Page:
Monday, September 15, 2008

Uncovering Lorca

One consequence of the census of Franco's victims set in motion by Baltasar Garzón could be the exhumation of the remains of the poet Federico García Lorca. The burial place of Lorca, who was executed at the beginning of the Civil War, has been known for some time. It lies between the municipalities of Viznar and Alfacar near to Granada. Despite this, the grave was never opened because members of Lorca's family did not want this to happen. The problem they have now is that Lorca does not have the grave to himself, he was killed as part of a group and relatives of at least one of those buried alongside him are now seeking permission to open the site.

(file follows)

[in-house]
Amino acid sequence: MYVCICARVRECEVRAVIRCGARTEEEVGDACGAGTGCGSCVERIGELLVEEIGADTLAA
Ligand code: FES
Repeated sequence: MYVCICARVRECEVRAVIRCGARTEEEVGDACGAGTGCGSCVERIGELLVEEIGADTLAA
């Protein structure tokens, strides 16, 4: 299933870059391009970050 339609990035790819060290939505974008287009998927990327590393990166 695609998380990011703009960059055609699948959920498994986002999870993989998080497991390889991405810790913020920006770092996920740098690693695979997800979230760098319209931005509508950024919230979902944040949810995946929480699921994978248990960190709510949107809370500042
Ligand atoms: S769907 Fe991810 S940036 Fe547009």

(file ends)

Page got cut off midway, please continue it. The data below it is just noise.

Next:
Meanwhile it is becoming clear that a final count of those who were victims of summary executions by Franco's supporters will go way beyond the the estimates of 20-30,000 often given for those who still lie in unmarked graves around Spain. According to a report from El Pais the number of victims identified by different “historical memory” associations could be as high as 130,000. It remains to be seen whether the information provided by other bodies who have received requests from Garzón will have the effect of raising this figure even higher. No wonder so many on the right are nervous about Garzón's initiative, as the full extent of the killing becomes clearer.

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